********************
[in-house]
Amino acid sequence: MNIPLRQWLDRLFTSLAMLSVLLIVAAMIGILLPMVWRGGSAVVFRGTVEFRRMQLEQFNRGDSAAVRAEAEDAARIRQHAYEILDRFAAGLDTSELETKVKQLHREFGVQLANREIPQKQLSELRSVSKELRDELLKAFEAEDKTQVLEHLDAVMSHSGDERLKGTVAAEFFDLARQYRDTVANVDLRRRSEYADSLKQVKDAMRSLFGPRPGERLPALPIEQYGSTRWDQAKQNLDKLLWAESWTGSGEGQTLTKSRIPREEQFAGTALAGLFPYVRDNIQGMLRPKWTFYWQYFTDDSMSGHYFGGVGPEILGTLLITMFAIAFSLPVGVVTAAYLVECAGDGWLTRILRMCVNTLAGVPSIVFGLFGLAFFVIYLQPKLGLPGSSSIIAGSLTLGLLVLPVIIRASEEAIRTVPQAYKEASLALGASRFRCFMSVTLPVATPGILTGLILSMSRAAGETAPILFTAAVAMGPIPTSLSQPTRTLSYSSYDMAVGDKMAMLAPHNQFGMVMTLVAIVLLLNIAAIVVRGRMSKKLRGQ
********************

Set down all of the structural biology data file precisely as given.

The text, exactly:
[in-house]
Amino acid sequence: MNIPLRQWLDRLFTSLAMLSVLLIVAAMIGILLPMVWRGGSAVVFRGTVEFRRMQLEQFNRGDSAAVRAEAEDAARIRQHAYEILDRFAAGLDTSELETKVKQLHREFGVQLANREIPQKQLSELRSVSKELRDELLKAFEAEDKTQVLEHLDAVMSHSGDERLKGTVAAEFFDLARQYRDTVANVDLRRRSEYADSLKQVKDAMRSLFGPRPGERLPALPIEQYGSTRWDQAKQNLDKLLWAESWTGSGEGQTLTKSRIPREEQFAGTALAGLFPYVRDNIQGMLRPKWTFYWQYFTDDSMSGHYFGGVGPEILGTLLITMFAIAFSLPVGVVTAAYLVECAGDGWLTRILRMCVNTLAGVPSIVFGLFGLAFFVIYLQPKLGLPGSSSIIAGSLTLGLLVLPVIIRASEEAIRTVPQAYKEASLALGASRFRCFMSVTLPVATPGILTGLILSMSRAAGETAPILFTAAVAMGPIPTSLSQPTRTLSYSSYDMAVGDKMAMLAPHNQFGMVMTLVAIVLLLNIAAIVVRGRMSKKLRGQ